Jacob Turner worked exclusively from the stretch in his last outing of the spring.

The true Wild Card for the 2016 White Sox is Carson Fulmer. While the White Sox ultimately see him as a starter, he can end up pitching in either capacity. Comments from Don Cooper calling Fulmer “ahead” of Carlos Rodon as this point last year could lead one to believe the White Sox will have him up quickly. One thing is for sure, the absolute earliest you could see Fulmer in a White Sox uniform is the last week of April. The White Sox will certainly wait out the Super 2 deadline but past that, it’s anyone’s guess. This is to be taken with a grain of salt, but some people around Fulmer hold the expectation that the former Vanderbilt start will be pitching for Chicago very soon – like May soon.


After losing Zach Phillips to the Orioles earlier this march, the White Sox are nearly bereft of left-handed relief options at the top of the minor leagues. It would seem that the next guy up would be Will Lamb, the return from Texas in the Myles Jaye trade, who should start the year in Charlotte. While throwing left-handed in relief is a crapshoot altogether, Lamb has only had limited success. Despite unsatisfying results overall, Lamb has dominated lefties at every stop and could potentially work his way into a LOOGY role if he could harness his command.

In terms of right-handed relievers, the White Sox have a glut of big, hard-throwing righties with experience in the MLB including Daniel Webb, Phillippe Aumont, Josh Wall and Tommy Kahnle. There is a gaggle of arms that could ultimately perform their way onto the roster.

Kahnle is perhaps the first call the White Sox would if one of their right-handed relievers were to hit the DL. The White Sox moved a rising prospect in Yency Almonte to bring Kahnle to the South Side so it is clear they view him as more than just a guy. After battling through some of the worst pitching environments in baseball in Coors Field and the Pacific Coast League during his 2015 season, even the bandbox that is BB&T Park will be welcoming to the big righty. Kahnle has good stuff and a heavy fastball and is very likely to break the bullpen in 2016 prior to September call ups.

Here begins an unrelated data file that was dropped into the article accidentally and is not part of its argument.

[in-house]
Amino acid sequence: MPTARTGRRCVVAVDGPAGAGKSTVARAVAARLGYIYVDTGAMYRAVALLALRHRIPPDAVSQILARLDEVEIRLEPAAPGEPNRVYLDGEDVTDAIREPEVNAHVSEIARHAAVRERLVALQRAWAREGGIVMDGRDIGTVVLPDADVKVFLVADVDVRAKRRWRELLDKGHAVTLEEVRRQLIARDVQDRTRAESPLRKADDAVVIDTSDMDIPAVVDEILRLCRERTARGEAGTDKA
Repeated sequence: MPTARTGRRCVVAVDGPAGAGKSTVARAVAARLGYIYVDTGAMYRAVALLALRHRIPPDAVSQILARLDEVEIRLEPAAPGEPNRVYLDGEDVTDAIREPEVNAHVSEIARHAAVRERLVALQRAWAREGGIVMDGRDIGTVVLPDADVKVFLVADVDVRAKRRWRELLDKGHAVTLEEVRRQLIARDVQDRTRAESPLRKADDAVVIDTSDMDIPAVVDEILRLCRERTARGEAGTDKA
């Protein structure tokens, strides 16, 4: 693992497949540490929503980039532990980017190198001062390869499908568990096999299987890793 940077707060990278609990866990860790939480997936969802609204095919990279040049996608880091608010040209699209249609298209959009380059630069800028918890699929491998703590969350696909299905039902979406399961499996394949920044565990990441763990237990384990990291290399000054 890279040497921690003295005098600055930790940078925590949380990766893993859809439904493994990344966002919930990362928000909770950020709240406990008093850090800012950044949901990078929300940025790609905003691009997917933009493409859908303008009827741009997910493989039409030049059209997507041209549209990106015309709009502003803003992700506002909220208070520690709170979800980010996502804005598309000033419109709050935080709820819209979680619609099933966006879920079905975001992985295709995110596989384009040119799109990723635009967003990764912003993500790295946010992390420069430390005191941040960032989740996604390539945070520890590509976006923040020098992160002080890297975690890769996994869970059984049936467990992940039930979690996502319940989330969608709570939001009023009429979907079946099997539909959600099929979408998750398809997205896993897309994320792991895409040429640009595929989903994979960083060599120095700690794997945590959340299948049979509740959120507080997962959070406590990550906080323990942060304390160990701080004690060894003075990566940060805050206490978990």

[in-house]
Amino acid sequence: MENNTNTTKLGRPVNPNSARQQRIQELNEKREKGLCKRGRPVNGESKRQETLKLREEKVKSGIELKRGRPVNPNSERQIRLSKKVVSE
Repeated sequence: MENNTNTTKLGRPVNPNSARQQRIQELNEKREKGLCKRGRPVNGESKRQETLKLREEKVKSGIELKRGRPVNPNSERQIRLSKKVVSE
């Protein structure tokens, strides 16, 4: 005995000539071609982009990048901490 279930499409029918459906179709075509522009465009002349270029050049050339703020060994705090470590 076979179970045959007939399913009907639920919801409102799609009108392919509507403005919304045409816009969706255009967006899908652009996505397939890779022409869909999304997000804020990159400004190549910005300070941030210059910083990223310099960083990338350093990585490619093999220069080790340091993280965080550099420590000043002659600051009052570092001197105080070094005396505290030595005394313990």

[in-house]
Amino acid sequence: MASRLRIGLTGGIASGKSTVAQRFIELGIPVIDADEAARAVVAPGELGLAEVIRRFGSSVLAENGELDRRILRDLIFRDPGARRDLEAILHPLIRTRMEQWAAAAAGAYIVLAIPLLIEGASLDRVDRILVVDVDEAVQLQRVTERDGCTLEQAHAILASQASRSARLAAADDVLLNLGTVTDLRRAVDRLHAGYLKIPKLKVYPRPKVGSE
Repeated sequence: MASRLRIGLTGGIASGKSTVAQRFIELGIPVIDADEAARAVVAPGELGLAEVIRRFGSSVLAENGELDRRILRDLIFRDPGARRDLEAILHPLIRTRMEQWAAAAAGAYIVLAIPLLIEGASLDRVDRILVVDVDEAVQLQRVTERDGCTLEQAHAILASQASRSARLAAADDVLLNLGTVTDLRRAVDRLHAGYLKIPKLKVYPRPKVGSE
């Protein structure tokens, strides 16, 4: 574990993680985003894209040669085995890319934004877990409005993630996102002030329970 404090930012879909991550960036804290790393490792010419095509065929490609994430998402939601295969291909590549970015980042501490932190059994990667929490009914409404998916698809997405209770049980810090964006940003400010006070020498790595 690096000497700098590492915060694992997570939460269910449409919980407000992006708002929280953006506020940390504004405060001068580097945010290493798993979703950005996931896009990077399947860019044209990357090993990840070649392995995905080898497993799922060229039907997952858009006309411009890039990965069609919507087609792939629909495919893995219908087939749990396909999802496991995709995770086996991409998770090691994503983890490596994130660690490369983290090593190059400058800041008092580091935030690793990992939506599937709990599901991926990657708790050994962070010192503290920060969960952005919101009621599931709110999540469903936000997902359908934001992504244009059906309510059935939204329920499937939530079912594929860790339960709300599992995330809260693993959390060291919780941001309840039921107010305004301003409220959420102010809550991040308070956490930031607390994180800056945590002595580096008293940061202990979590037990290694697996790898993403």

Tommy  Kahnle sports one of the more interesting fashion choices of the Spring as he watches his former team play the White Sox.

Tommy Kahnle sports one of the more interesting fashion choices of the Spring as he watches his former team play the White Sox.

Webb, who most Sox fans are familiar with by now, was a prospect who had some serious buzz as a potential future closer. The White Sox have been willing to find innings for the 26-year-old over the last three years despite control issues. Webb is likely running out of chances in Chicago so 2016 is a make or break year of sorts.

Phillippe Aumont, a former top prospect and 11th overall pick for the Mariners, has never been able to keep the ball in the strike zone whether he was in the minors or playing with Phillies. Given his 6′ 7″ frame, there’s still a bit of slack for Aumont that holds some degree of hope that the righty finds some repeatability in his delivery. One White Sox coach told me the team was very happy with his showing in Glendale in his first months with the organization.

After being drafted by the Padres in Rule 5 draft this past December, Blake Smith will return to the White Sox and start the year in Charlotte. Smith was drafted in 2009 in the 2nd round as an outfielder. After converting to a pitcher in 2013, Smith has developed a nice fastball-slider combination to go along with his 6’2″. 220 pound athletic body type. Coming off his best year as a pitcher and after getting a chance to compete for a roster spot in San Diego, Smith should have confidence on his side as he moves to rise amongst his competition in Charlotte. Charlotte Pitching Coach Rich Dotson went out of his way to talk up Smith in 2015 when our Rob Young was there to report on the Knights.

With a healthy mix of legitimate prospects, organizational performers and additions from outside the organization, the 2016 White Sox bring far more depth and security than teams of year’s past. While GM Rick Hahn will be the first to tell you that the team could always use more more, but progress has been made in this respect. In the unfortunate case that the Major League has players performing in the 10th and 20th percentiles as they did in 2015, the players waiting in the wings will have to earn their chance, and that’s a stark contrast from what we could say in the past.